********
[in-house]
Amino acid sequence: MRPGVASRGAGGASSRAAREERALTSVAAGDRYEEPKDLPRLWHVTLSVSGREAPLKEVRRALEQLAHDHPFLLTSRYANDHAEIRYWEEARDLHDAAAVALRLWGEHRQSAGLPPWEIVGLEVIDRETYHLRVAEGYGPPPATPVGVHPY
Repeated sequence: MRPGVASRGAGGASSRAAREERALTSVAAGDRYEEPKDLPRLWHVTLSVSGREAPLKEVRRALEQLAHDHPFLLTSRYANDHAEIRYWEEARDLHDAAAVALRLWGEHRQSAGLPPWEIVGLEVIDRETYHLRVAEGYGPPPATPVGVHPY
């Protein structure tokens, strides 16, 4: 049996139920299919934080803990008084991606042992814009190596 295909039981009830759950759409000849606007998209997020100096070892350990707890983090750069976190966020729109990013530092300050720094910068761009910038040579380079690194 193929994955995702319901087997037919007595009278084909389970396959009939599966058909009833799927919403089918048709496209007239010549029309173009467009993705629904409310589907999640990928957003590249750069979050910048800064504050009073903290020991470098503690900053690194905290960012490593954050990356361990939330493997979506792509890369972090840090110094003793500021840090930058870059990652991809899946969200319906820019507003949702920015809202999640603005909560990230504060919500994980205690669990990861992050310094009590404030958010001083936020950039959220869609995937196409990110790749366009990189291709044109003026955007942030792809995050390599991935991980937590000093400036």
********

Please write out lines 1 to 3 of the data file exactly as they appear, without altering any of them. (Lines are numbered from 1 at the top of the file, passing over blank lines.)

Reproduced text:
[in-house]
Amino acid sequence: MRPGVASRGAGGASSRAAREERALTSVAAGDRYEEPKDLPRLWHVTLSVSGREAPLKEVRRALEQLAHDHPFLLTSRYANDHAEIRYWEEARDLHDAAAVALRLWGEHRQSAGLPPWEIVGLEVIDRETYHLRVAEGYGPPPATPVGVHPY
Repeated sequence: MRPGVASRGAGGASSRAAREERALTSVAAGDRYEEPKDLPRLWHVTLSVSGREAPLKEVRRALEQLAHDHPFLLTSRYANDHAEIRYWEEARDLHDAAAVALRLWGEHRQSAGLPPWEIVGLEVIDRETYHLRVAEGYGPPPATPVGVHPY